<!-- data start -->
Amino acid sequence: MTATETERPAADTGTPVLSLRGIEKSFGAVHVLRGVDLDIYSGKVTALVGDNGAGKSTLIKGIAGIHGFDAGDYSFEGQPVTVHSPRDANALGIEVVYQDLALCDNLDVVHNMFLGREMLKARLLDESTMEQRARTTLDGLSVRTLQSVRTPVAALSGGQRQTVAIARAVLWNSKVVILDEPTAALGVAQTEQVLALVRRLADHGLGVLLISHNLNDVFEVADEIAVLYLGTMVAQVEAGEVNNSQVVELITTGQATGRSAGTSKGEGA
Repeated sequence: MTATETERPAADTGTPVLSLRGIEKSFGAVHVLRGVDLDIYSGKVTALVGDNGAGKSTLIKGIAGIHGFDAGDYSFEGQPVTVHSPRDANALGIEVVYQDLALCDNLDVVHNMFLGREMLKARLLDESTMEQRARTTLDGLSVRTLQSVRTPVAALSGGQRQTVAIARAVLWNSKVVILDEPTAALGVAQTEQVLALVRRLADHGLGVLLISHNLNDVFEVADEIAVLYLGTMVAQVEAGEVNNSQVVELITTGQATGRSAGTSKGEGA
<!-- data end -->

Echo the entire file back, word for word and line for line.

Amino acid sequence: MTATETERPAADTGTPVLSLRGIEKSFGAVHVLRGVDLDIYSGKVTALVGDNGAGKSTLIKGIAGIHGFDAGDYSFEGQPVTVHSPRDANALGIEVVYQDLALCDNLDVVHNMFLGREMLKARLLDESTMEQRARTTLDGLSVRTLQSVRTPVAALSGGQRQTVAIARAVLWNSKVVILDEPTAALGVAQTEQVLALVRRLADHGLGVLLISHNLNDVFEVADEIAVLYLGTMVAQVEAGEVNNSQVVELITTGQATGRSAGTSKGEGA
Repeated sequence: MTATETERPAADTGTPVLSLRGIEKSFGAVHVLRGVDLDIYSGKVTALVGDNGAGKSTLIKGIAGIHGFDAGDYSFEGQPVTVHSPRDANALGIEVVYQDLALCDNLDVVHNMFLGREMLKARLLDESTMEQRARTTLDGLSVRTLQSVRTPVAALSGGQRQTVAIARAVLWNSKVVILDEPTAALGVAQTEQVLALVRRLADHGLGVLLISHNLNDVFEVADEIAVLYLGTMVAQVEAGEVNNSQVVELITTGQATGRSAGTSKGEGA